Questions related to “the international institutions’ commitment to Sport for Development” article for Sport en Commun:
1) Currently, what is the main role of UNESCO in Sport for Development and Peace? Guiding governments’ actions in Kazan Plan framework? Promoting educative tools and sharing good practices on/in SDP? Others?
As the United Nations’ lead agency for sports, integrity in sports and physical education, UNESCO promotes sport as core for well-being and also as a tool for sustainable development, social inclusion and gender equality. We support and advise Member States on effective sports policies and we encourage them to systematically invest into sport and physical education as high impact solutions to build healthier and more resilient societies. This is particularly true after the COVID pandemic with its legacy of mental health problems. But sports is also an empowering tool, that can open the door for women and youth to fulfil their full potential.
UNESCO’s Sport Section, in conjunction with our partners is building the evidence and the tools to set the tone for sport development in the years to come. It is underscoring that investment in sports has real economic returns, but it is also core for better learning processes, better health and better social interactions. The positive impact of sports for gender equality, peace building and youth empowerement and employment has been demonstrated time and time again.. Grassroots organizations know this, sport ministers are starting to realize this, but development banks and financial sectors of most government have some way to go. Therefore, UNESCO is putting these dots together. With our intergovernmental platforms (CIGEPS and MINEPS), our outreach, and our ever-growing connections, we are bringing together key stakeholders - Member States, organizations, experts, development banks, among others - to achieve truly amazing development goals, and develop the indicators to prove it.
In alignment with the Kazan Action Plan, our goal is to bring a comprehensive vision to sustainable development through sport. This vision is already manifest in our work with the Sport for Development Coalition, our new sport-based initiative, Fit for Life, and our commitment to providing platforms for a synthesis of perspectives to come together on a new way forward for sport.
One of the most inspiring developments we are working on is the collective promotion of Social Outcomes Contracting (SOC), a relatively new model of funding that measures the power of sports for economic, health, and social outcomes. This model allows a funding provider to see in clear, empirical measurements, the outcomes that will come from investing in sport (including social and educational outcomes), and to invest based on a contract constructed on these metrics. In the coming years, we hope to show the world how convincing these numbers can be. It is going to be a fantastic tool for our bigger mission of encouraging systematic investments in sport and physical education as part of the recovery plans.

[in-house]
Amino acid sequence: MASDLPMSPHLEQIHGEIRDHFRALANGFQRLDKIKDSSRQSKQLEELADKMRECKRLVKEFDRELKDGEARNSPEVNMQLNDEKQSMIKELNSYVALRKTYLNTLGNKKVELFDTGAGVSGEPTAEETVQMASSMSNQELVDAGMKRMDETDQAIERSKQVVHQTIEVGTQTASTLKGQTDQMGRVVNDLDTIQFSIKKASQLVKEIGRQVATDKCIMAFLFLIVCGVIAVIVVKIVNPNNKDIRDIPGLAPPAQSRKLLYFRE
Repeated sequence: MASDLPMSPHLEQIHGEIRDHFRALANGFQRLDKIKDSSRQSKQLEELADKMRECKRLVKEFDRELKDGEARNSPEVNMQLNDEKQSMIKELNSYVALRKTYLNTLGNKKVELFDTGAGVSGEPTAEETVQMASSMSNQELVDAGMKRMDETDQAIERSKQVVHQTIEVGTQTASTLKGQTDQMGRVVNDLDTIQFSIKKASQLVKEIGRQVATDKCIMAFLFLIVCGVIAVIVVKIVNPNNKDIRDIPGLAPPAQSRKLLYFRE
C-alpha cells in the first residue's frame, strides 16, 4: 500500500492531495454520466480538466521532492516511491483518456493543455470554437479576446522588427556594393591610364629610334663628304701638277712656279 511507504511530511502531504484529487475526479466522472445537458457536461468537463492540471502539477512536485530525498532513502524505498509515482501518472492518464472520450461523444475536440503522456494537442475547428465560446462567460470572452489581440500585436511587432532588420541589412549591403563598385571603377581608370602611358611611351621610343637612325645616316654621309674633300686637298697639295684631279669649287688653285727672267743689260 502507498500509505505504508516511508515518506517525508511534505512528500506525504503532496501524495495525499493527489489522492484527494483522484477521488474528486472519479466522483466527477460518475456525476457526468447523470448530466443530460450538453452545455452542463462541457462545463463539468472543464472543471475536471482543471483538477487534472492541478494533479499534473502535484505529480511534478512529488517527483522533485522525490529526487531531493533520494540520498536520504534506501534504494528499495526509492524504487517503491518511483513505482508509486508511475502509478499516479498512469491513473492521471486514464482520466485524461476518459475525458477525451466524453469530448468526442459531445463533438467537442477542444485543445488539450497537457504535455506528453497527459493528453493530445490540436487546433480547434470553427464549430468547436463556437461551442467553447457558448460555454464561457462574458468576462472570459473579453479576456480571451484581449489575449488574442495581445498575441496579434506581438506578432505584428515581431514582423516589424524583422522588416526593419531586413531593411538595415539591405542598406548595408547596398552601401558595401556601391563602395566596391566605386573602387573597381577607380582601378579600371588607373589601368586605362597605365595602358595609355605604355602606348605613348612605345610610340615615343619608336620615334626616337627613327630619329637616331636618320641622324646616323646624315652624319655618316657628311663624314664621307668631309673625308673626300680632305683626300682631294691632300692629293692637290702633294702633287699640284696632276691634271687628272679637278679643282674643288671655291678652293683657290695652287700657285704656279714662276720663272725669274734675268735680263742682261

2) One of the UNESCO priorities is Africa. Could you briefly feature the UNESCO commitment in SDP on the continent? Is there an SDP flagship project supported by the UNESCO in Africa that we could highlight in the article?
Africa is a global priority for UNESCO, and this is why we are proud to have joined the Sports for Development Coalition promoted by the Development Cooperation agencies of several donor countries, along with a group of development banks. They understand that development is about infrastructure, about skills, and about social cohesion, and all these are promoted by the practicing of sports. We will be working with them with specific activities in Africa.
UNESCO’s field offices in Africa have also launched various initiatives and partnerships with African sports organizations for this purpose.
For example, the UNESCO’s Office in Abuja launched the initiative "Promoting the Values of Sport through Education, Health and Governance of Sports Federations in Africa" which aims to implement the Kazan Action Plan at the continent level. Moreover, on the occasion of the International Day of Sport for Development and Peace (6 April) 2020, UNESCO collaborated with PAYNCOP and other organizations to organize the ‘Sports Challenge against COVID-19" event, which has seen the participation of numerous young people across the continent. with the collaboration with PAYNCOP also resulted in the organization of webinars having engaged and sensitized young Africans on the positive influence of sport on mental health, social inclusion and peacebuilding.
This year, UNESCO signed a partnership agreement with AASC-UCSA to organize sports events and campaigns which emphasize the role of sport as tool of peacebuilding and development. Special attention will be given to include young people with disabilities in sports, reduce violence in schools, and combat drug use through sports.
3) The Fit for Life initiative has just been launched. Could you briefly describe this initiative and its main purposes?